Some mornings, I wake up with a lot of thoughts already swirling around in my head. It’s like I put them to the side when I went to bed, and the second I open my eyes (or before) they leap upon me again and fill my head before I even have time to grab coffee.
When this happens, the worst thing I can do is get up and start working straight away.
Because if I do that, the thoughts haven’t been allowed to go anywhere. They’re stuck, and they get more stuck or stuffed to the side while I try to focus on what I have to do that day.
It’s sort of like bees. You know how there are people who don’t mind bees, and people who do? So when there’s a bee buzzing around, some people sit quietly and say “it’s okay – just let the bee do its thing, and it will go away”. Others jump up and scream and run around and bat at the air to get rid of the bee.
(I don’t mind bees as much anymore, but I admit I’m the jump-up-and-run-away person if it’s a wasp. They’re mean. But let’s stick with the bees cos they feel a little friendlier, and it fits my nice analogy better.)
I need to let the thoughts swirl around a little, until they find a window and drift away.
The best way to do this is to get outside for a walk.
I’ve always enjoyed walking – I even have my own hashtag #walkswithkaren – and one morning in particular this week when I went out, it was like I could feel all those thoughts swirling around, making noise, buzzing. They were a little confusing, a little helpful, but mostly they were just moving around.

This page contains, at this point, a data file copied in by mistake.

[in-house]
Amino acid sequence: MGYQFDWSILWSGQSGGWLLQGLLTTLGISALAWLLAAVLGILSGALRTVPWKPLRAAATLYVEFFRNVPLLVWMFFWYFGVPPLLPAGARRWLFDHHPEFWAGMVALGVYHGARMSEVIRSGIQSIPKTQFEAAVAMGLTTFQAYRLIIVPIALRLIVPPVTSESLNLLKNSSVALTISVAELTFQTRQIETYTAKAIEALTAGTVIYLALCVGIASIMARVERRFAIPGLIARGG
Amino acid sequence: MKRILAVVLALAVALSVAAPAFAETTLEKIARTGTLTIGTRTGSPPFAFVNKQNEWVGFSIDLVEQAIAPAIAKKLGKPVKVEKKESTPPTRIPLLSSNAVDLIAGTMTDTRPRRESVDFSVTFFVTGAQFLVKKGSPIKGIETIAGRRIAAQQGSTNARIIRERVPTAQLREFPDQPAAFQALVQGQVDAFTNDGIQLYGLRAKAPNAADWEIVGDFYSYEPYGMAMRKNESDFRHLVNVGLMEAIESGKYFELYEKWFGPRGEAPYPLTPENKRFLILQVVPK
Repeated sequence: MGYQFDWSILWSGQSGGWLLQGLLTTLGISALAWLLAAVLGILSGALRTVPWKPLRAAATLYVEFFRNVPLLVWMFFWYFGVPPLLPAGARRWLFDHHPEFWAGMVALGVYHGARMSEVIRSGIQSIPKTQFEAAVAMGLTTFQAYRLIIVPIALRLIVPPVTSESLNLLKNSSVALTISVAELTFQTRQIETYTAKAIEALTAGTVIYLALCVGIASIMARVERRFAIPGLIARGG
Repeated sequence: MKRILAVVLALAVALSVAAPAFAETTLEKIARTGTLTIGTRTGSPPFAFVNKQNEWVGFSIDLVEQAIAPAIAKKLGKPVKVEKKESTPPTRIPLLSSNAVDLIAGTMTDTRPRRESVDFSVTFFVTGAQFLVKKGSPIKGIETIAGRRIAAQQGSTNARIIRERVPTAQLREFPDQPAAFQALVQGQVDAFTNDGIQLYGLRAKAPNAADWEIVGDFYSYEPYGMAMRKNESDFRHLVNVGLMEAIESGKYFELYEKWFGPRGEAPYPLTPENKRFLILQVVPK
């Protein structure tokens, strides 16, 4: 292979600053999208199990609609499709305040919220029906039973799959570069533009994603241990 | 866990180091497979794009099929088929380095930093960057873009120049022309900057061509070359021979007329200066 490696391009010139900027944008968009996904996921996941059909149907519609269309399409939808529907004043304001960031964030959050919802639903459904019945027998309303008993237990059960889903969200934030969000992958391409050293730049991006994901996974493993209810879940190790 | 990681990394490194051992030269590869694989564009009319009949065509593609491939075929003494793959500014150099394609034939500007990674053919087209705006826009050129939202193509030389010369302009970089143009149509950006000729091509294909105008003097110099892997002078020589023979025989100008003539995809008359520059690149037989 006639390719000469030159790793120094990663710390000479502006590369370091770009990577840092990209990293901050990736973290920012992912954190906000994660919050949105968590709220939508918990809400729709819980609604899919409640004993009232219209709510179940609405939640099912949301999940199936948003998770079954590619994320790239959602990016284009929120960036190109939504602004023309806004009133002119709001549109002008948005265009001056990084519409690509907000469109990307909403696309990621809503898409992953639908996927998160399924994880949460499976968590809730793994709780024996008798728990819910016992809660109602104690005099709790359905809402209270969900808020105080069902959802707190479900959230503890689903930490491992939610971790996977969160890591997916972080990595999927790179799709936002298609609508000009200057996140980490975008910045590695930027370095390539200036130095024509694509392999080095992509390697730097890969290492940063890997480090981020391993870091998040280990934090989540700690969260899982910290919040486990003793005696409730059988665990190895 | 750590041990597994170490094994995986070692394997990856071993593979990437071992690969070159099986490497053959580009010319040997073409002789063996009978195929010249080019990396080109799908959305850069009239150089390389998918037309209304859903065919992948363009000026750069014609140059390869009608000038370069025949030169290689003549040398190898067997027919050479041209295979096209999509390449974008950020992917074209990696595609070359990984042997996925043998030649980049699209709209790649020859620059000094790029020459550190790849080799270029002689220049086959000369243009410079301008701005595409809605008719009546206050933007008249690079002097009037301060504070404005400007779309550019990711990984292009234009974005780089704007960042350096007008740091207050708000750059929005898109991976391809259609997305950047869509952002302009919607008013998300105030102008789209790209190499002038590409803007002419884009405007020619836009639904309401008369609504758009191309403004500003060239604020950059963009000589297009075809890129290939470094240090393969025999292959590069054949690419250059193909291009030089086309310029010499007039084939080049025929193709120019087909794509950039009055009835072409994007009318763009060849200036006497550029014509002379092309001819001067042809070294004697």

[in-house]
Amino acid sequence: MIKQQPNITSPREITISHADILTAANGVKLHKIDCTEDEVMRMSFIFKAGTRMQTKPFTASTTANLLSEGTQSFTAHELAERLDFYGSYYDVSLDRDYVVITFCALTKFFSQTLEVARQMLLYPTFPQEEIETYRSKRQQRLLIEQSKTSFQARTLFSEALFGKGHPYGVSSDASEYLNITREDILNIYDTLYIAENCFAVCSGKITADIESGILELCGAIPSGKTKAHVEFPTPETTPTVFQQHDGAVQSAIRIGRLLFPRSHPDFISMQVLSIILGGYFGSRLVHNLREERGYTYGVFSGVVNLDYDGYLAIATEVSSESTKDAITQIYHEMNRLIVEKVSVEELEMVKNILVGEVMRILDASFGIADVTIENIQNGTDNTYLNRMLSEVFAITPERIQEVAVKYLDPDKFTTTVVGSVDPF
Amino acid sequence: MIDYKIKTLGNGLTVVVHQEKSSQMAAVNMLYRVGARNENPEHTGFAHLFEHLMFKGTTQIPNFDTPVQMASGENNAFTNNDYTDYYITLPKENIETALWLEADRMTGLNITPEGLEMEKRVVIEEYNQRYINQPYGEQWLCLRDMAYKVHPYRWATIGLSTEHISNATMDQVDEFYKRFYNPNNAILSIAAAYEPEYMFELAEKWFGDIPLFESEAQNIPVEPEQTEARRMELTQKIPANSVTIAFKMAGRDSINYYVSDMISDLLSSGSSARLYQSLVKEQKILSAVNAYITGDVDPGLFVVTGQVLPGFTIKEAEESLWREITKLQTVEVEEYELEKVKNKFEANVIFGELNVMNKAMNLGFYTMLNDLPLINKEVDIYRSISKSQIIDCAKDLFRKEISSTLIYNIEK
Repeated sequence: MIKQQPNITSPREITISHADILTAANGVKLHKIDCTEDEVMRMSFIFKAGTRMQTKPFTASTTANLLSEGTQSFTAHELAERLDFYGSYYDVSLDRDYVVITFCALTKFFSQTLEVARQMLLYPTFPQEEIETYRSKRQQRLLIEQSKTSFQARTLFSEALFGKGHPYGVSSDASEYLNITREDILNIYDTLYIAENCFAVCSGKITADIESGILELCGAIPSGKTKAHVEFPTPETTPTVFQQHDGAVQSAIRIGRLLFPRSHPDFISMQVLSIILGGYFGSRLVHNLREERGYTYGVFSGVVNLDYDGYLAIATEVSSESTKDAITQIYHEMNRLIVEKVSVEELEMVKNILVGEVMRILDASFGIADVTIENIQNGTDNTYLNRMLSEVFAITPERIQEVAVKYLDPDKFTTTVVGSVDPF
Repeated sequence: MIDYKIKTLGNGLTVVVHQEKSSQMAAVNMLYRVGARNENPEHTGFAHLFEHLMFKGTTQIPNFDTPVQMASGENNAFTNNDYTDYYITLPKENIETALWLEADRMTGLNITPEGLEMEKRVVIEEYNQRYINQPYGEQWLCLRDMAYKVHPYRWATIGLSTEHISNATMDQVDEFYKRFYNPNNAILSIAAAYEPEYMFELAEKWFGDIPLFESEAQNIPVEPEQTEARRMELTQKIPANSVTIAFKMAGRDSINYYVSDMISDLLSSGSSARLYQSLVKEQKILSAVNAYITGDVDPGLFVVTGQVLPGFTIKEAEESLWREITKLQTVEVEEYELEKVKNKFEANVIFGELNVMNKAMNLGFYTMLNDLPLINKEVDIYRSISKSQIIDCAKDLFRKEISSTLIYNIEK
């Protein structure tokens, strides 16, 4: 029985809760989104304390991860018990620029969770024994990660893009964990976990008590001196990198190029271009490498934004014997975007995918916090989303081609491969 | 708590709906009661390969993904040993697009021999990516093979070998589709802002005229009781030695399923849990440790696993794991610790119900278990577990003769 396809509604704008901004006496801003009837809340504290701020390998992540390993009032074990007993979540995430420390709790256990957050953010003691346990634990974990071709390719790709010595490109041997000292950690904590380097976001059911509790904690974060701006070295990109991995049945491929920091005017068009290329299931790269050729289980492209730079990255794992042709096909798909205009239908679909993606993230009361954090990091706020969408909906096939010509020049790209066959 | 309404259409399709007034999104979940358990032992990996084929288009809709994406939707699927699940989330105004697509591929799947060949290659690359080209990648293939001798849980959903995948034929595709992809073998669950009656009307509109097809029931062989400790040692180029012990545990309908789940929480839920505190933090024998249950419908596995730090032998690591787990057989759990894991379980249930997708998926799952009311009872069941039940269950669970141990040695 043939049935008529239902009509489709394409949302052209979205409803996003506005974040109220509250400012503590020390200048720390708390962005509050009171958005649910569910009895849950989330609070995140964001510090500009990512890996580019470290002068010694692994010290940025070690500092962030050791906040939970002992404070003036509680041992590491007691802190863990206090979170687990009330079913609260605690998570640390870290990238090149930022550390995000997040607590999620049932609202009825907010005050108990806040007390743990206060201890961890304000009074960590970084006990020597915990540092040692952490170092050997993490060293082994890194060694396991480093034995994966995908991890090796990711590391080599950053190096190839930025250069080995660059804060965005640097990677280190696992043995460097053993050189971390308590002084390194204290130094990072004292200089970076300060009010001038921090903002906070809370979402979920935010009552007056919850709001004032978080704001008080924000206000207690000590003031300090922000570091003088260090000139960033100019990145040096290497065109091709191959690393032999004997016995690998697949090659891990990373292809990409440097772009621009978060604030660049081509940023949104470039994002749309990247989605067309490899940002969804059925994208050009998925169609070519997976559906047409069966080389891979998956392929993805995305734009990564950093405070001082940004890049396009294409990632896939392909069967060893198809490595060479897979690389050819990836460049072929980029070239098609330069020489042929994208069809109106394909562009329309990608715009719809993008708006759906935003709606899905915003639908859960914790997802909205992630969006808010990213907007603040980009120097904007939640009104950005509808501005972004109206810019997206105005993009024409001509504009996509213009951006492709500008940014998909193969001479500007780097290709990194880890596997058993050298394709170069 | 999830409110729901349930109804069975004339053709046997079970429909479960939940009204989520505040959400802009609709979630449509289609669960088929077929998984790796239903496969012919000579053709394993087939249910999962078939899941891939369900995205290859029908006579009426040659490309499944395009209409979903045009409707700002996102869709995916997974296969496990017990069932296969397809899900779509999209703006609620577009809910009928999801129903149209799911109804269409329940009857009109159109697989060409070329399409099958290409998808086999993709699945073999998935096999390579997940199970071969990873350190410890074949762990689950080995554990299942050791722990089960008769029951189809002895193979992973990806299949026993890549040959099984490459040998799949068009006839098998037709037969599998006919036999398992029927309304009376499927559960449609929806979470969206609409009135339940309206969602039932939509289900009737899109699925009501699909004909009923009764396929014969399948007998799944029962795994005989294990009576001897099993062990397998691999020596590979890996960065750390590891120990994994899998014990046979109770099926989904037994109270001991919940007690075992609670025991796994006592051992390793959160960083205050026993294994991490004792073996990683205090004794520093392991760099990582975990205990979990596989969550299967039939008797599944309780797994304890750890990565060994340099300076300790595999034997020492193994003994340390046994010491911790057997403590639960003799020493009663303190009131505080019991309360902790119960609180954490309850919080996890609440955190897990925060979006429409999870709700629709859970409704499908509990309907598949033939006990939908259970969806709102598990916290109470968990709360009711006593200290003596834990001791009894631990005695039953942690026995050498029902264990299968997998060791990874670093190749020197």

Some were calm thoughts. Some were confused, some were a little annoyed, some were pleasant. There are things to do and events and travel and people. There are relationship issues and business issues and opportunities and wonderings.
And I walked.
I had conversations in my head with a variety of people. I talked to God and thought about His characteristics. I imagined what this person would say or thought about what that other person did say and wondered where they were at. I remembered things from my holiday and thought about rest and work.
And I kept walking.
And just as I returned on the path up to my house, I realised most of these thoughts had swirled enough and were beginning to settle. That my head was clearing and I was looking forward to the work I had to do that day.
I need to walk in the morning, before I start anything – not because I need to sort things out (although sometimes I do), but simply to get all the thoughts going. To let them swirl around and do what they do so they don’t hold me back for the rest of the day.
This isn’t the only way to deal with all the thoughts that swirl around. You still have to deal with things and have conversations and make calls and hold meetings and make decisions.
But let it swirl around a little first.
Go for a walk.
Let the thoughts do their thing, and you do yours. Look around at the sun rising and the trees moving and (if you can find some space with all those thoughts) listen to the silence.
They’ll settle down, and then you can too.